Coming into this year's World Cup, it was always said that Brazil was lacking a center-forward of the quality of Ronaldo or Romario. However, Fred made a case for himself during the Confederations Cup in 2013 when he scored a brace against Spain in the final.
Fred gained the confidence of Scolari to play up top and score goals. The problem is that if he is not scoring goals it is hard to consider that he had a good game, given that his other contributions could be performed by any forward on the bench.
Brazil's No. 9 is not the type of forward that will dribble a couple of players or become a playmaker if needed; he is purely a striker.
If he does not score or show something considerable better than in the last two games against Cameroon in the last group stage match, expect more playing time for Jo or someone else.
Rising Media Pressure
The pools of most Brazilian fan had anticipated three points for the Selecao against Mexico. And apparently the media also shared that consensus.
Once Brazil ended up losing two points against El Tri, the media didn't hesitate in letting them know how alarming the situation was.
The disappointed Brazilian fans' faces all over the country, which felt the tie as if were a loss and had to stand the Aztec fans celebrating in their home soil, were reflected in the newspapers and TV shows.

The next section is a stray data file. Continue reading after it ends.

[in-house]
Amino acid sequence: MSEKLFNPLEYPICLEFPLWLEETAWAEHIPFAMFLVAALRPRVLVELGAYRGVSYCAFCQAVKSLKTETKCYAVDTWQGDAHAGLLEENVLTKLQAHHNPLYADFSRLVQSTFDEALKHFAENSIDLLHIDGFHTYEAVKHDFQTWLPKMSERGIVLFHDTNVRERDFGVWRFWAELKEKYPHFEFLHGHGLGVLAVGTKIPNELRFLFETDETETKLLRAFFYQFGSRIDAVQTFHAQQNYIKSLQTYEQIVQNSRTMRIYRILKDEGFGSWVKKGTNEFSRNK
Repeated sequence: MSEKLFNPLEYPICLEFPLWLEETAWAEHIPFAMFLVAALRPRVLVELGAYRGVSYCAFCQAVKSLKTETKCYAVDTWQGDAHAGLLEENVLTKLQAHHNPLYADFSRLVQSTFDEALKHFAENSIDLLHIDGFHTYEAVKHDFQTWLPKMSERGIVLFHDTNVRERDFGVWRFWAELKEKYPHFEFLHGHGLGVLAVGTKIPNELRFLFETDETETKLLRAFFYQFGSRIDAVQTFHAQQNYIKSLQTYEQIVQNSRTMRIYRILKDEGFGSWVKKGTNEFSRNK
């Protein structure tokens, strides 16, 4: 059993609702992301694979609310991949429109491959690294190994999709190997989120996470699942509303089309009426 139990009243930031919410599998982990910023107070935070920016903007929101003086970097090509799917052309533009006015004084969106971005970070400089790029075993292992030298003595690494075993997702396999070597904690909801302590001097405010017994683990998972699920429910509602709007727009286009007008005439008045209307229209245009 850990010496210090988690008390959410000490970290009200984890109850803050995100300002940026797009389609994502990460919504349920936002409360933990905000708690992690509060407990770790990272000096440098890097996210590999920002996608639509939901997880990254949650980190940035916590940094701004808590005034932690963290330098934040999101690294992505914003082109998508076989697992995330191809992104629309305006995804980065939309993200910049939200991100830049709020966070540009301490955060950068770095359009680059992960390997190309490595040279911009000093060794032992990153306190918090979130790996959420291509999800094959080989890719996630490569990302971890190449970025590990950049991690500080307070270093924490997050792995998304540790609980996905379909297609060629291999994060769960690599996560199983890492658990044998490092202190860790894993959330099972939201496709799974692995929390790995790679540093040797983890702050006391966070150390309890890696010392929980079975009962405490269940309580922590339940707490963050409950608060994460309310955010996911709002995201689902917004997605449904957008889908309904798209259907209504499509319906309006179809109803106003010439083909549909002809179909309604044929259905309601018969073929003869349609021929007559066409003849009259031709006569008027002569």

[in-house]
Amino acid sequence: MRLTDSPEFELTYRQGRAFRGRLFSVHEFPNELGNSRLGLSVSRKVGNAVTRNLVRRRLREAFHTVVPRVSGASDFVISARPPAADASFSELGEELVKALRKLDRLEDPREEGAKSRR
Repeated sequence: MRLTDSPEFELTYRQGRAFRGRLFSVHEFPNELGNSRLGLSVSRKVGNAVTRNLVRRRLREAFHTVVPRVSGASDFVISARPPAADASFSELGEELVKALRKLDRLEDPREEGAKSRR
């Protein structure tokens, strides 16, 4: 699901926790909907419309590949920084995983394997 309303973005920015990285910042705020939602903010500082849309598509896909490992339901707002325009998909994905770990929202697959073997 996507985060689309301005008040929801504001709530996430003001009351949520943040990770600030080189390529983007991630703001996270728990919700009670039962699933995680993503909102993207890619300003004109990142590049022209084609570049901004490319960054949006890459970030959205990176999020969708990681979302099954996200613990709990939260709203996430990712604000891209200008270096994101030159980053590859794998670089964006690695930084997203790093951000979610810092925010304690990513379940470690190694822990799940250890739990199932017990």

In Brazil, they expect the team to win all group stage matches. That is what is expected of the Pentacampeon—nothing else is acceptable—so what happened on Tuesday translates into pressure from the media and frustration from the fans.
Media pressure is not going to go away for Brazil this summer as they are expecting the host nation to play another four games after the group stage. And they not only want them to win, but to do so convincingly.
Neymar and Oscar's Consolidation or Fall
The 0-0 draw with Mexico meant that Brazil didn't score a single goal while playing a World Cup match in their home ground for the first time.
It also meant that Scolari's impressive eight World Cup games won in a row with the Selecao (2002 & 2014) came to an end.
Those positive streaks ended for many factors, one of them being the two most offensively talented players in this Brazil disappearing.
Neymar appeared sporadically, which is not good enough for what's expected from him. Yes, he did have three chances to score—one of them was a great build-up play in which Alves crossed a beautiful ball to Neymar's position, and another one came off a free kick—but he has to be more involved in the game and figure out how to break the opponent's defensive schemes.
Oscar has shown two faces in the two games played by Brazil so far. He was outstanding against Croatia, but he was below average against Mexico. The Chelsea playmaker needs to be more consistent; Brazil can't afford the luxury of Oscar being a ghost for another game.
Neymar and Oscar have a solid team behind them that also strengthens the offense, with Alves and Marcelo's incorporations on the wings and Thiago Silva's and David Luiz's contributions on the aerial game.
Both of them need to take advantage of the weapons available around them to shine or Brazil will likely fall. And it won't be Brazil's defense or the opponents’ 'keeper's performances that will be held culpable for such failure.